ParaView 5.0.0 is now available for download. This marks the beginning of the ParaView 5.0 series—a long way from the first release, 0.2.0, tagged in Dec 2001! Here are some of the major highlights.
New Rendering Engine
This release introduces a brand-new rendering backend that the team has been putting together for the past several months. VTK’s rendering engine has received a major rewrite to adopt modern OpenGL APIs and design patterns. Targeted for modern GPUs, the rendering engine has almost all of the capabilities of the old engine, while showing significant performance improvements for both polygonal and volumetric rendering. For details, refer to these Source articles and blog posts [1, 2, 3, 4].
ParaView now enables using this new rendering engine. Binaries distributed on paraview.org are built with this rendering engine enabled. When building from source, simply set the VTK_RENDERING_BACKEND CMake variable to OpenGL2 to use this new rendering engine. When using this rendering engine, however, ParaView requires OpenGL 3.2 Core context. For older cards and rendering targets, the old rendering backend is still supported. Alternatively, you can choose to use one of the software rendering options that we’ll discuss next.
OpenSWR and Mesa support
Intel has been developing OpenSWR, a high-performance, highly scalable OpenGL compatible software rasterizer that allows use of unmodified visualization software. Designed for cases where the GPU hardware isn’t available or is limiting, OpenSWR runs on anything from laptops, to workstations, to compute nodes in HPC systems. Initial public release (alpha) of Intel’s Mesa + OpenSWR integration work is now available, and we have included binaries for the same in our ParaView binaries for Linux. The OpenSWR binaries packaged require AVX or AVX2 support. For older CPUs, a LLVM-pipe based Mesa binary is also included. You can use command line options for any of the executables to pick one of the three available OpenGL implementations.
To pick a Mesa implementation, you can use the following command line options:
# Pick Mesa software rendering with llvmpipe
> paraview --mesa-llvm
# Pick Mesa with OpenSWR and AVX instruction set
> paraview -mesa-swr-avx
# Pick Mesa with OpenSWR and AVX2 instruction set
> paraview -mesa-swr-avx2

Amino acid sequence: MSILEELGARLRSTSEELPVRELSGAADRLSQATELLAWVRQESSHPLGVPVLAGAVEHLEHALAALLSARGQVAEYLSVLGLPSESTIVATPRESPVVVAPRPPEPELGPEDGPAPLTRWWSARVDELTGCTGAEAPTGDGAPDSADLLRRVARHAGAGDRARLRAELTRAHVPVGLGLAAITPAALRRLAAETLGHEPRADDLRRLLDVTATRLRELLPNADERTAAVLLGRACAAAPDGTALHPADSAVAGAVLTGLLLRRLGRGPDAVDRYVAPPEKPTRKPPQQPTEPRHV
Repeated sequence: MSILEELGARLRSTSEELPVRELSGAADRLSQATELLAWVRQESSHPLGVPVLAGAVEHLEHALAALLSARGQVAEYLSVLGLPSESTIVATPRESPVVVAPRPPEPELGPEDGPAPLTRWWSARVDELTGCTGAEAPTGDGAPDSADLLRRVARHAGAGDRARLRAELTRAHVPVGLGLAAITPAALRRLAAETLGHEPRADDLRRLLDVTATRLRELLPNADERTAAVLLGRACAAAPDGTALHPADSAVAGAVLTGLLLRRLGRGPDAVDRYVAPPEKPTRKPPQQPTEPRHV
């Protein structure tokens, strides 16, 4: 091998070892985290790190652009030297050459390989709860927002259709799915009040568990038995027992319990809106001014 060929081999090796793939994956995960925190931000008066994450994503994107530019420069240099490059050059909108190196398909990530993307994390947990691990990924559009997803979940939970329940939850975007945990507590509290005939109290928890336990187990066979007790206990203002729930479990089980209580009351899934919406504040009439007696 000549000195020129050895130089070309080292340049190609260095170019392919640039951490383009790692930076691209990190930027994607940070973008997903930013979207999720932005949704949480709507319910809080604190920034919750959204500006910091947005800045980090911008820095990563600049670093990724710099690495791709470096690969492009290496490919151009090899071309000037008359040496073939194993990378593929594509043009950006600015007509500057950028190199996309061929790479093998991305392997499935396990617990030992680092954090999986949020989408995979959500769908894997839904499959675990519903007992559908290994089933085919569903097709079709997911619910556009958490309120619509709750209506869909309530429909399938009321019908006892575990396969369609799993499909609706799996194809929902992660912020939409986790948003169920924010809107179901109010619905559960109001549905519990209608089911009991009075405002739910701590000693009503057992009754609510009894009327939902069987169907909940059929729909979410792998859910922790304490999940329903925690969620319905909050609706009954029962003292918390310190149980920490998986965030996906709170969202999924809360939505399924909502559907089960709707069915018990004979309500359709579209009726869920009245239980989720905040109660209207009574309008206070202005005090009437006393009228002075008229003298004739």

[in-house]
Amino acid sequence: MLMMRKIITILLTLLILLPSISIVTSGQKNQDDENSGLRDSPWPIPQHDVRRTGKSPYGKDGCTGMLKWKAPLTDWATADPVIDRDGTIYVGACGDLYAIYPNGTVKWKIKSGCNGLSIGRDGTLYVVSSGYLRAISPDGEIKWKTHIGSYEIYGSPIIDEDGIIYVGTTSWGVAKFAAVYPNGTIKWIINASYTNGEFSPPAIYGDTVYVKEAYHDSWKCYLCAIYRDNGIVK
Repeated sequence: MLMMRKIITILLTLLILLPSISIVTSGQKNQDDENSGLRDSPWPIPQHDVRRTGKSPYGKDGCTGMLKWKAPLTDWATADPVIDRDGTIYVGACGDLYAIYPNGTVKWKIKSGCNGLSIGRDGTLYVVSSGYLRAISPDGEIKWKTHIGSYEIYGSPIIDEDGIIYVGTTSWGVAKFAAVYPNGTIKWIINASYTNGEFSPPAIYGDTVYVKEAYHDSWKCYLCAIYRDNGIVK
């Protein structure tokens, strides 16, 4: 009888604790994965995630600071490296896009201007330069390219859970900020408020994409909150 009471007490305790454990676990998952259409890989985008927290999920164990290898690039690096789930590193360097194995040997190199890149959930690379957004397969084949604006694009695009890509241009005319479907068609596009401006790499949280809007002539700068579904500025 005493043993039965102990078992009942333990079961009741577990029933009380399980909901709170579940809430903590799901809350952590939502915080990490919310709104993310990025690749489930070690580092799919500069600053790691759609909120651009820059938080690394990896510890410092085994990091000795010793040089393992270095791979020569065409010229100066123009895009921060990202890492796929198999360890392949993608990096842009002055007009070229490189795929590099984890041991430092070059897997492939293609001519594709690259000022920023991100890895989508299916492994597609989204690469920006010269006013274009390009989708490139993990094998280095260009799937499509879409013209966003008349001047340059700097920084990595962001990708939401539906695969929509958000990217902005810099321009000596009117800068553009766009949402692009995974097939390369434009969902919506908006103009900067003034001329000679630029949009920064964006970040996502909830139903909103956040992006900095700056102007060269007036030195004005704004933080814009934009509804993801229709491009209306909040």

To change the default OpenGL implementation for subsequent launches without providing command line arguments, you can add a file $HOME/.config/ParaView/ParaViewMesaConfig.ini with a single line as mesa-llvm, mesa-swr-avx or mesa-swr-avx2. The command line options always override the value specified in this config file. To pick the native system OpenGL drivers, you can use the –native command line argument. Note that OpenSWR+Mesa is still in alpha and is intended for testing and non-production use.
Previously, retrieving information about a data point could be quite a chore; you needed to select the point and then locate this selected point in the spreadsheet view. This release makes this a little easier. Simply click the button in the Render View tool bar and hover over your dataset to see a tooltip with information about the data at the closet point.
When a dataset from a single source is shown in multiple views, ParaView always showed the selected elements from that dataset in all views. With this release, we extend this mechanism to allow linking of selections between datasets from different sources, i.e., selecting cells from a dataset can also highlight cells from another dataset to which it is linked.
Off-screen rendering with EGL
The Native Platform Interface (EGL) provides means to render to a native windowing system, such as Android, X Windows or Microsoft Windows, or to an off-screen buffer. We enable the ParaView command line executables (e.g. pvserver, pvbatch, pvpython) to render to an EGL off-screen buffer. With this work, we allow server-side hardware-accelerated rendering without the need to install a windowing system.
Community Atmosphere Model (Cam5) Catalyst Adaptor
Catalyst is a lightweight version of the ParaView server designed to be directly embedded into parallel simulations to perform in-situ analysis at run-time. In this release of ParaView, we provide a Cam5 Catalyst Adaptor which enables in-situ analysis for the Community Atmosphere Model simulation.
Accelerated Algorithms plug-in
As a teaser to some of the new filters that will start leveraging your many core systems to their max, we have added a plug-in that exposes a few of these. This new plug-in includes algorithms designed to be highly scalable for large data by better using many core systems via Threading Building Blocks (TBB). We include Flying Edges 2D and Flying Edges 3D that generate isosurfaces from 2D and 3D data and Flying Edges Plane Cutter that cuts a volume with a single plane. For more information about the implementation of these algorithms, see the paper “Flying Edges: A High-Performance Scalable Isocontouring Algorithm” by Schroeder, Maynard, Geveci. Proc. of LDAV 2015. Chicago, IL. Future releases will make it so that such accelerated filers are automatically used by ParaView in place of standard filters, wherever possible.
Here is a list of ParaView related blog posts since the previous release:
- Introducing some new ParaView 5.0 features
- Surface Streamling in VTK/ParaView
- Kitware, NVIDIA, and ORNL Collaborate on Enabling Titan to be used as the World’s Largest Visualization Cluster
- Preview of NVIDIA IndeX for ParaView at SC15
- Defining Time-Varying Sources with ParaView’s Programmable Source
- Off-screen Rendering through the Native Platform Interface (EGL)